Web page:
Making Customers Pay…You
If you grant credit to customers or take recurring credit card payments, the unexpected can happen: a customer fails to pay on time, the credit card expires, or the check bounces. What can a business owner do to spend as little time as possible on these items but get the cash collected? Plenty. Here are our ideas:
Re-examine your credit policy
Is there any way you can have credit customers pay up front? Perhaps you can collect a deposit to minimize your risk. Perhaps you can request final payment right before you deliver the final product. Perhaps you can convert credit terms to a layaway situation, like they use in retail.
The best way to speed up collections is to change your payment terms if at all possible.
If the client is late with a payment, respond quickly. Send them proactive reminders. Give them a call just before the payment is due if you have this luxury.
If the customer pays by credit card, monitor credit card expiration dates, and send reminders to update the card before it expires.
Make it easy and clear on your website support section how a customer can update their credit card number on file at any time. Automating this process will save you a ton of time.
Payment failures and disputes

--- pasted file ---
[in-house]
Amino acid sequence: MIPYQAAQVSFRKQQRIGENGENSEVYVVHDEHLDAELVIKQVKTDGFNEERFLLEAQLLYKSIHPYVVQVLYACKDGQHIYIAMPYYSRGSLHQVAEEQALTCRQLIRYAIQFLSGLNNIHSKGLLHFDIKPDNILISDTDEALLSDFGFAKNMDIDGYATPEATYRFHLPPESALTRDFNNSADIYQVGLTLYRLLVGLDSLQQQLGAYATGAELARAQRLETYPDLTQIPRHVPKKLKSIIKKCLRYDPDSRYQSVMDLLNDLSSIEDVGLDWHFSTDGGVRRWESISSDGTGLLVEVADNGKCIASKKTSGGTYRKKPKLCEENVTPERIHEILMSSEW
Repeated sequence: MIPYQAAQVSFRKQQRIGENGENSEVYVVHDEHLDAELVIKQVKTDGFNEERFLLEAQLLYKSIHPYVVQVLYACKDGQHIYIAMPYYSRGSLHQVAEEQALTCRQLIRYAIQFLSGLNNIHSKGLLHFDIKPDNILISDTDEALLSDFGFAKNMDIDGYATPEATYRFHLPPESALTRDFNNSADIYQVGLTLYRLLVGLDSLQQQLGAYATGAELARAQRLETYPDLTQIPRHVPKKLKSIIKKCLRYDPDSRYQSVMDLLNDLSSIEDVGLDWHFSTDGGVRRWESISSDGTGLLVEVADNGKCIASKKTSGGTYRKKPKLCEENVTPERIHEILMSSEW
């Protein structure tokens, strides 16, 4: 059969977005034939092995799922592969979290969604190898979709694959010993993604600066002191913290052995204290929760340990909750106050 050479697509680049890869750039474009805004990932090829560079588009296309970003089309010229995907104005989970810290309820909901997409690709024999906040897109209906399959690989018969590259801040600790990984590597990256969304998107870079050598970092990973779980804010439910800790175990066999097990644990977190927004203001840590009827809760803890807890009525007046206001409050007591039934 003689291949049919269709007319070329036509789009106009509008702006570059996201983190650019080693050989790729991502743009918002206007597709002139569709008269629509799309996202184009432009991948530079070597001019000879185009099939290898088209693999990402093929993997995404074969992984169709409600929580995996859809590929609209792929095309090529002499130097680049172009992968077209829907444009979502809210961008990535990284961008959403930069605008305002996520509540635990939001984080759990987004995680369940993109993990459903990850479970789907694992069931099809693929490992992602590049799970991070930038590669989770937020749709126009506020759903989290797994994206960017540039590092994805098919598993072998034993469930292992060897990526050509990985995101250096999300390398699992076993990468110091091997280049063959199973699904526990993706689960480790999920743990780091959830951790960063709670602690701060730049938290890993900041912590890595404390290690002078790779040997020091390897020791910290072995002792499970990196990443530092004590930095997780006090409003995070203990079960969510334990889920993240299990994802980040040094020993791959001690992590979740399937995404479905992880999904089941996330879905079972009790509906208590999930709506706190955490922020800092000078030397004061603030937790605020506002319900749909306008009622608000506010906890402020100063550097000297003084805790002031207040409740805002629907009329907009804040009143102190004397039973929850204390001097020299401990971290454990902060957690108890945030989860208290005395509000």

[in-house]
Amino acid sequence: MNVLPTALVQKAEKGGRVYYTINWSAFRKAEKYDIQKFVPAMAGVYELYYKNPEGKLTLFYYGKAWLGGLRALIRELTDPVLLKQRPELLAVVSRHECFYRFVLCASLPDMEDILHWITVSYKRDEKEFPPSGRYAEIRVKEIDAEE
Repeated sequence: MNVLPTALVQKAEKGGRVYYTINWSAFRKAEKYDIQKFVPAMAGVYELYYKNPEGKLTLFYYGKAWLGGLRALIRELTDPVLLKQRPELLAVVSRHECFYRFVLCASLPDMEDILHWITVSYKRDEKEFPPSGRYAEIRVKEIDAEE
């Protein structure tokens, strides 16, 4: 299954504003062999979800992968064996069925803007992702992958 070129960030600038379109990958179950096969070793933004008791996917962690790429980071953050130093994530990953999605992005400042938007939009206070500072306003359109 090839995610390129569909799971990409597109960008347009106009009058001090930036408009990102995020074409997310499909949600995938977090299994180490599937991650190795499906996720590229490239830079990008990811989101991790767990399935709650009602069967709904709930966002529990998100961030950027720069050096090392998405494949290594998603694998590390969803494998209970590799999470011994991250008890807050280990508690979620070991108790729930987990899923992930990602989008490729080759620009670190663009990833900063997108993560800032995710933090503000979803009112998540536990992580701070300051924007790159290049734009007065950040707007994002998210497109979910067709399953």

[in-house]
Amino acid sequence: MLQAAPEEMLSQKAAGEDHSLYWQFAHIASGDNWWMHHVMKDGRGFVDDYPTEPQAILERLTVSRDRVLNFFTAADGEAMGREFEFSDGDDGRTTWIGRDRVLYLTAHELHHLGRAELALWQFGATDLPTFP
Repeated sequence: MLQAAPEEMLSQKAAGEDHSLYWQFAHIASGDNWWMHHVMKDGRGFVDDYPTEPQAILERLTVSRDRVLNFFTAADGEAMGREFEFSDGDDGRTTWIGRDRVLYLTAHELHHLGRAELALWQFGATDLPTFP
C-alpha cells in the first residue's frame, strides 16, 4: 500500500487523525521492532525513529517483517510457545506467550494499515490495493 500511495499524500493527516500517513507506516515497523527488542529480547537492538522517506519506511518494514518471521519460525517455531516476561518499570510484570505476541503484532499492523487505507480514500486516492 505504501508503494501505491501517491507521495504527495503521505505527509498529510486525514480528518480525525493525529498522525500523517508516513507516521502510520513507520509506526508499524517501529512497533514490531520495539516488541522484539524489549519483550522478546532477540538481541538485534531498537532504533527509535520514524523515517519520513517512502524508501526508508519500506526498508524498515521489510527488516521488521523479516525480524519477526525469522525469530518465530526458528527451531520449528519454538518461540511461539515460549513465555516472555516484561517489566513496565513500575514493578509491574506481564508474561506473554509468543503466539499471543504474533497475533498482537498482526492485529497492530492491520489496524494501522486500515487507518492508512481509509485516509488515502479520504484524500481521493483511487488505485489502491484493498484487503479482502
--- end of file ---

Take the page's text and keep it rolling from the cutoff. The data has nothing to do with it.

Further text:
It’s inevitable that you will experience customers whose credit card payments, ACH withdrawals, and checks fail or bounce. As a business owner, you need to have solid procedures for you or your employees to process these exceptions.
When a credit card payment fails, make sure your shopping cart, merchant account, or gateway processor notifies you of the failure. Contact the customer right away to correct the situation. The same is true of bounced checks or failed ACH deposits. Assess any extra fees and flag the customer account if you want to place any future payment or credit restrictions on them.
You may also have customers that report disputes to their credit card company. Respond timely to these transactions as there is always a tight deadline, and make sure you have all of the documentation you need at the time of sale if this comes up.
Develop solid collections processes
If the payment is late, start your collections routine. Send out friendly reminders at first; then get progressively aggressive as the payment grows later and later.
Follow-up steps are very important. Make sure your customer is getting your notifications, and give them a call before you have to take legal steps with them.
Finally, if necessary, turn the payment over to a collections agency who can impact the customer’s credit report and possibly collect your money.
We hope you do not have too much of this activity in your business. But if you do, being proactive is a great way to reduce it. Check to see if you have all the processes described above in place to handle collections in your business so that your cash continues to flow.